Can crown be ground to fit opposing teeth?

I recently had a root canal and crowning of my upper left molar. The problem is that it grinds against the opposing teeth. He made some minor adjustments while fitting, but was not enough. He suggested to grind a sharp opposing lower tooth .02mm. I was against this, as natural teeth are precious. So, how much porcelain thickness does he have to play with? This is metal on the inside, porcelain on the outside. In the extreme, how hard will it be too take out the crown? Thanks!

Doctor Answers 3

Crown Adjusting

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The crown can certainly be further adjusted. There are 2 downsides. 1. Depending on the thickness of the porcelain, the metal beneath the crown may be exposed which doesn't look so nice and 2. The porcelain that remains after adjusting may not be able to be fully polished which can then lead to opposing tooth wear.

In terms of removing the crown, it's usually straightforward to remove a crown with metal beneath the porcelain. It would be a last resort and not typical for your situation. A slight adjustment would probably suffice. I hope this helps!

Adjusting crown and opposing tooth #DrSoftTouch

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The need for an adjustment after having a crown placed is not uncommon. How much of an adjustment is possible would really depend on how thick the porcelain is in the area that needs to be adjusted. I would recommend following up with the same dentist who placed your crown. He should be able to tell you how much adjustment can be made. Your dentist may be concerned that further adjusting the crown will make it too thin, and this is why he suggested making a slight adjustment to the opposing tooth.  I hope this helps. Click save on the save button below my name, so that you may ask me more questions in the future.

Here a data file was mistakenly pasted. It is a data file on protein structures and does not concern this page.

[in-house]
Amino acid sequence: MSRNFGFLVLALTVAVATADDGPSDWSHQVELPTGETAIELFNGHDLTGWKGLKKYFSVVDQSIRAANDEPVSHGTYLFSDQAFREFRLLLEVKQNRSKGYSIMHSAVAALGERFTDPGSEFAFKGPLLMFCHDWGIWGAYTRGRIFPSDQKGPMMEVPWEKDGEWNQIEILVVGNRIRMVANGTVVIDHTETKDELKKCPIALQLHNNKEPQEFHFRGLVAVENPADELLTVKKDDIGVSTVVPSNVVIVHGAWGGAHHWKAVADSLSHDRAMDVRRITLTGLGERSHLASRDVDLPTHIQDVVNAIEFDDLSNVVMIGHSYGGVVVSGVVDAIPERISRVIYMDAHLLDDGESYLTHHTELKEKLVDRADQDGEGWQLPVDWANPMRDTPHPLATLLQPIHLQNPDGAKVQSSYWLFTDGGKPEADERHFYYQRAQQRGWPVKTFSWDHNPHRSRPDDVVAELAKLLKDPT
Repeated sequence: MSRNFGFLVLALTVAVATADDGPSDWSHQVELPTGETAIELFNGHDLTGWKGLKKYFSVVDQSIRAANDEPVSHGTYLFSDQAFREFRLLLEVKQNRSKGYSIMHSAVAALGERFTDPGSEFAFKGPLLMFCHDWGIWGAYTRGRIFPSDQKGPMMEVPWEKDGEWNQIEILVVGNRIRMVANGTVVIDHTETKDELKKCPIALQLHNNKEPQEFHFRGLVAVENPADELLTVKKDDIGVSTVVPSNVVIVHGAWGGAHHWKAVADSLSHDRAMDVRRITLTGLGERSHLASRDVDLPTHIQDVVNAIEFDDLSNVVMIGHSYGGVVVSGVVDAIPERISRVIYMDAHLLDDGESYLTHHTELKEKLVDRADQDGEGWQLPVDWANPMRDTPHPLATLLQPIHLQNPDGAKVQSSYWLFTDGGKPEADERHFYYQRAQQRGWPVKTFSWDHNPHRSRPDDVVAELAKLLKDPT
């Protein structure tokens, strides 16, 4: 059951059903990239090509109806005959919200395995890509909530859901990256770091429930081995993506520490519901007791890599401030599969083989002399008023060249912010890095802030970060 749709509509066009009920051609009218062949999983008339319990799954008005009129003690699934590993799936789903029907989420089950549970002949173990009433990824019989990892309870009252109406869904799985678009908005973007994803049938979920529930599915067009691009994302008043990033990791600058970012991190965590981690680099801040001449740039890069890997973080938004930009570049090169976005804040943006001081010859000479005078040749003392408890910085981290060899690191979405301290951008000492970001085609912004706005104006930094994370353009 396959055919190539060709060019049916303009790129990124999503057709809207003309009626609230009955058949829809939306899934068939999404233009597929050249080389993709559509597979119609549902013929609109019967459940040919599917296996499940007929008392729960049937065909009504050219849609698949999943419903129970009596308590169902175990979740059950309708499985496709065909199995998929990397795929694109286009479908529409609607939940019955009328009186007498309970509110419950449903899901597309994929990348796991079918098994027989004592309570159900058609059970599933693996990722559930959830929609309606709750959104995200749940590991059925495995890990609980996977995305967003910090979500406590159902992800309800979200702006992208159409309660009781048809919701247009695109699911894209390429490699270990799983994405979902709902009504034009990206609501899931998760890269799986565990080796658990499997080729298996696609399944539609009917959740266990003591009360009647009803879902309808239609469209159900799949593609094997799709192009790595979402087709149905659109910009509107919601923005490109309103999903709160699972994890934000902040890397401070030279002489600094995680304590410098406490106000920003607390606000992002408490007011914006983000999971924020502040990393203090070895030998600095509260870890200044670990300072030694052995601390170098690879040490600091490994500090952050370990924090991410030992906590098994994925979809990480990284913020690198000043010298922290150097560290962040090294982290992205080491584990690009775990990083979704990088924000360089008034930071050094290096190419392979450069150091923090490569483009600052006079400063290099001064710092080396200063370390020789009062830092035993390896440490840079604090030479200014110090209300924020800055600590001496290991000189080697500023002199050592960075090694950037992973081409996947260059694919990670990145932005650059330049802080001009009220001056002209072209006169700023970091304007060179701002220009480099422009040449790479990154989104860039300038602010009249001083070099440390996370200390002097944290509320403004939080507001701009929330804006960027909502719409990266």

Adjusting a crown

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Generally, I would suggest the dentist further reshape the crown.  A really sharp spot on the opposite tooth might warrant a little polishing.

Crowns used to typically be porcelain baked onto a gold or metal sub-structure.  Today many crowns are solid zirconia or porcelain.

Leaving a crown (or filling) too tall can become very painful, and could cause further damage.

Brenda Berkal, DMD
Manchester Dentist

These answers are for educational purposes and should not be relied upon as a substitute for medical advice you may receive from your physician. If you have a medical emergency, please call 911. These answers do not constitute or initiate a patient/doctor relationship.